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I read this book as a young history student studying at the oldest college in Alabama. I sat in the historic parlor of Founder's Hall that looked very much like it might still contain ghosts of Confederate soldiers, or on the second floor balcony where once the president of the college pleaded for invading Union soldiers not to burn the school. Always, I was accompanied by a companion book from the War Between the States. Andrew Lytle's tale of Forrest's cavalry was my favorite. I particularly liked to sit on the balcony in quiet early autumn evenings and hear supposed hoof beats passing in the night as I read. I eagerly turned pages, certain that I could hear close thunder and feel quakes from Morton's artillery because I sat only 2 city blocks from where Forrest fired on Union positions around the courthouse on that late Saturday morning of September 24, 1864. Lytle transported me and made me feel history, not just read it. "The Critter Company" proved to be valuable to me, not so much because of its historical content, but because of the lure it held, vivid testimony that history can be colorful and artful and dreamlike, yet compelling because it ties past and present together skillfully and beautifully. Such was the magic of Andrew Lytle for me. The writing has a timeless quality. I read it again as a much older man and, like all art that is enduring and powerful, it still causes me to hear the horses and fanticize the faint smell of sulfur and saltpeter wafting on heavy air just after rain has ceased. Forrest passing through once more. History living, luring, seducing...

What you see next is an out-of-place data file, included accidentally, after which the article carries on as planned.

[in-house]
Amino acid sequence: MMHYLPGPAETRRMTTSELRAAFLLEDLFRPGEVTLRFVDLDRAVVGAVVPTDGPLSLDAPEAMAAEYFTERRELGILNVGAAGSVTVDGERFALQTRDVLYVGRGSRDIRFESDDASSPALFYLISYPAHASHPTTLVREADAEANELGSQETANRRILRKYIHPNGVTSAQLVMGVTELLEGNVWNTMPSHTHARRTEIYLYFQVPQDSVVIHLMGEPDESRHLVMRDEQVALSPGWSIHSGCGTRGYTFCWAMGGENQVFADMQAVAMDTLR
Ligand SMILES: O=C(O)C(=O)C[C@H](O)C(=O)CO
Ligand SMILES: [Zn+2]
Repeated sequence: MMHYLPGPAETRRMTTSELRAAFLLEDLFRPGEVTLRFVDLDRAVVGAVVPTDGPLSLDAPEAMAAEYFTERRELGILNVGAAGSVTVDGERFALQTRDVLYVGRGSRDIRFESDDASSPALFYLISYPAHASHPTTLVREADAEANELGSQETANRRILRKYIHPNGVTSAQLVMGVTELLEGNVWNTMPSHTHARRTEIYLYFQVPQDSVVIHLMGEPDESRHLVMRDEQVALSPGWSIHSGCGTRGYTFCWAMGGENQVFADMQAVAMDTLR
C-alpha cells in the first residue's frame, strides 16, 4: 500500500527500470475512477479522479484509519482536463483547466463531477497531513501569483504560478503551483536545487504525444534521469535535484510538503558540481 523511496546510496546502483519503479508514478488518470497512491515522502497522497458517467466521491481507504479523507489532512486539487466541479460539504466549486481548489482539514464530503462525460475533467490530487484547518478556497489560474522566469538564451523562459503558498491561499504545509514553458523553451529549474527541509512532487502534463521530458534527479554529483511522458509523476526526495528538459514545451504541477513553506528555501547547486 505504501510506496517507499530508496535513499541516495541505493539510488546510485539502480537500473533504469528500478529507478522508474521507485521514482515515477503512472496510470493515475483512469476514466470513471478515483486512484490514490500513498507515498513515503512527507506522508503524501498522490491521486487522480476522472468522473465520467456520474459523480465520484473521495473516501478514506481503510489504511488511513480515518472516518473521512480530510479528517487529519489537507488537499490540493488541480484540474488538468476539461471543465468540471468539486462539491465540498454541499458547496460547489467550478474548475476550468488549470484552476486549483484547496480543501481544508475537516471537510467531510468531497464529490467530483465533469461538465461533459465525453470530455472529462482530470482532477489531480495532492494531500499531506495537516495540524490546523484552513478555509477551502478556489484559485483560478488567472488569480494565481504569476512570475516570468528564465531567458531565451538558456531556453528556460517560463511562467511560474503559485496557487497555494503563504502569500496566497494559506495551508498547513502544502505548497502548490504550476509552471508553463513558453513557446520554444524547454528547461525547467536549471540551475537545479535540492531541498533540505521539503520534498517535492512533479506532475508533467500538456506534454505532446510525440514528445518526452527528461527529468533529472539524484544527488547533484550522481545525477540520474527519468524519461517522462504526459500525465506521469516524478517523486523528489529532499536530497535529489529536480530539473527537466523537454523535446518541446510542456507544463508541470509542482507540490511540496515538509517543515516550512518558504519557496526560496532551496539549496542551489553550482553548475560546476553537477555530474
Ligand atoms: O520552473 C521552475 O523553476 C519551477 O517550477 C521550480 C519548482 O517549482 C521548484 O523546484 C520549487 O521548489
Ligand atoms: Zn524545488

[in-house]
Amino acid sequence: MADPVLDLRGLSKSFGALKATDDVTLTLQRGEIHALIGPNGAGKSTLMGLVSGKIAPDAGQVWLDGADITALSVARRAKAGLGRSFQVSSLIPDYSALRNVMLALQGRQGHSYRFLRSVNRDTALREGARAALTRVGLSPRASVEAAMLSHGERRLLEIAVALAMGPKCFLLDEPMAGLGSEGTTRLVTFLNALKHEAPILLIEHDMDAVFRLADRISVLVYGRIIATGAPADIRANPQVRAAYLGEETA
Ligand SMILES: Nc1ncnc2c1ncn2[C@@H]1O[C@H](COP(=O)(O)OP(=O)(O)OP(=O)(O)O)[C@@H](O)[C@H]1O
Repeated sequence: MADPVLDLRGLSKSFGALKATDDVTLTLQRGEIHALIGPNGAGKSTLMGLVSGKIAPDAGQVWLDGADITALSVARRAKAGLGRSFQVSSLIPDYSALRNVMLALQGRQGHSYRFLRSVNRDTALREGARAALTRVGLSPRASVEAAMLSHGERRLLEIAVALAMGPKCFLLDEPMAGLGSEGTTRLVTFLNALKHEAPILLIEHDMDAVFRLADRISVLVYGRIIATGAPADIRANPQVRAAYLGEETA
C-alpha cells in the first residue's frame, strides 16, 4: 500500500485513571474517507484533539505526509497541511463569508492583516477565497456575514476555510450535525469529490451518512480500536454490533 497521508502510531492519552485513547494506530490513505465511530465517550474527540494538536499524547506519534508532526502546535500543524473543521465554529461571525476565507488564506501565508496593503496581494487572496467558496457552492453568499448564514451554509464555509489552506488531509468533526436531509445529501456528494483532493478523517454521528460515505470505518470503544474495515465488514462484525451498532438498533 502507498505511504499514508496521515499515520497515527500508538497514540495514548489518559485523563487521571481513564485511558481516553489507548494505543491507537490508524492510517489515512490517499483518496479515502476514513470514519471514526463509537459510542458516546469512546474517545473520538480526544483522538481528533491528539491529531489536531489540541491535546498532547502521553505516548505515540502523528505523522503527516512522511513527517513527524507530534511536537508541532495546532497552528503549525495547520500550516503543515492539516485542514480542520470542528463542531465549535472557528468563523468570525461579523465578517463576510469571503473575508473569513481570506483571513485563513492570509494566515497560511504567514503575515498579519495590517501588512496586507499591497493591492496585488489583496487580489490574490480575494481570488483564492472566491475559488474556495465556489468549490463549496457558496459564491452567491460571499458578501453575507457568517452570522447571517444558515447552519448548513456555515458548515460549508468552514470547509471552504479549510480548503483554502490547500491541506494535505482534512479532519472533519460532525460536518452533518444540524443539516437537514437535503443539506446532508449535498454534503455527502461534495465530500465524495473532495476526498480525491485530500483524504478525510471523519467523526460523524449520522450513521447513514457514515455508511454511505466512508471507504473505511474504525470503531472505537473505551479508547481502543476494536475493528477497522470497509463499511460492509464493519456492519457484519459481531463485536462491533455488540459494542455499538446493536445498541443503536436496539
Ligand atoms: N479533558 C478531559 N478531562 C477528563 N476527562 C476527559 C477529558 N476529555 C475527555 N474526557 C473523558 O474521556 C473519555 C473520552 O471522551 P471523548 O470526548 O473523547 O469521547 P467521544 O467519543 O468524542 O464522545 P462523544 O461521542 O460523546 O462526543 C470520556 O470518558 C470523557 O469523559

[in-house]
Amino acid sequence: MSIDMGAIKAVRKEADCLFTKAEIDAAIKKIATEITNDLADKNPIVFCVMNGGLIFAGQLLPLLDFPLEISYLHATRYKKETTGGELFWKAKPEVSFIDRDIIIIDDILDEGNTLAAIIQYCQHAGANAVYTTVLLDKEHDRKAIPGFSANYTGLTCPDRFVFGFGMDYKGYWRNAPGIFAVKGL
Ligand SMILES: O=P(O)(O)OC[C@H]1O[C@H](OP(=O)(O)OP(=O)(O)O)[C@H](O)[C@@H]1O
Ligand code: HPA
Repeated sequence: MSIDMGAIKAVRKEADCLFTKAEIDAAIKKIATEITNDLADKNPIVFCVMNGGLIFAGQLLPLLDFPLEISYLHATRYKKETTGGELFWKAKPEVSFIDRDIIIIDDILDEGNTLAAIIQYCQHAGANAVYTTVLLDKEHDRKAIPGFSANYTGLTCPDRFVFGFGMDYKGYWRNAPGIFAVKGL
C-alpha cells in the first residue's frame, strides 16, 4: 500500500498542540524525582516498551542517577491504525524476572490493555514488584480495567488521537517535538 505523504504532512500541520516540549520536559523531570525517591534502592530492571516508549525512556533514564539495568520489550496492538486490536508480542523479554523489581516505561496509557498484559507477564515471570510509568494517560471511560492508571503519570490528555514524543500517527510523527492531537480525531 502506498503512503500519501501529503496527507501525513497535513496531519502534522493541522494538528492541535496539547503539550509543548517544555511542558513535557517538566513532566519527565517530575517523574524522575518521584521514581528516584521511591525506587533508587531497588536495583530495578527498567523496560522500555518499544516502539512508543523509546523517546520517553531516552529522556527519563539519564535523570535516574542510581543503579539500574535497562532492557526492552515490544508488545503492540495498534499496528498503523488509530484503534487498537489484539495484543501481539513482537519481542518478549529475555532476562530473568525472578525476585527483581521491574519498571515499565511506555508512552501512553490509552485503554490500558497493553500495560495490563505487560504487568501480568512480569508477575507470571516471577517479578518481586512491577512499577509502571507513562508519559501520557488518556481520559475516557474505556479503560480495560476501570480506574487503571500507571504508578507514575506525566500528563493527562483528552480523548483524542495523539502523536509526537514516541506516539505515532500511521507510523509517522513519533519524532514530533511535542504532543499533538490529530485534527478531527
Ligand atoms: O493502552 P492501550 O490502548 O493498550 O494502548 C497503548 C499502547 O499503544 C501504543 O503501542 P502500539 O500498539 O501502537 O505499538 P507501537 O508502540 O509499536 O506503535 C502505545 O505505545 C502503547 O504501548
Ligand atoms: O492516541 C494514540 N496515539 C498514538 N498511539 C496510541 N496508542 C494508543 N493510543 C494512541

DONELSONA TRAGEDY OF ERRORS
The Blue Racer Circles and the Rattler Coils in the Tennessee
Capitulation To a Picket Fence
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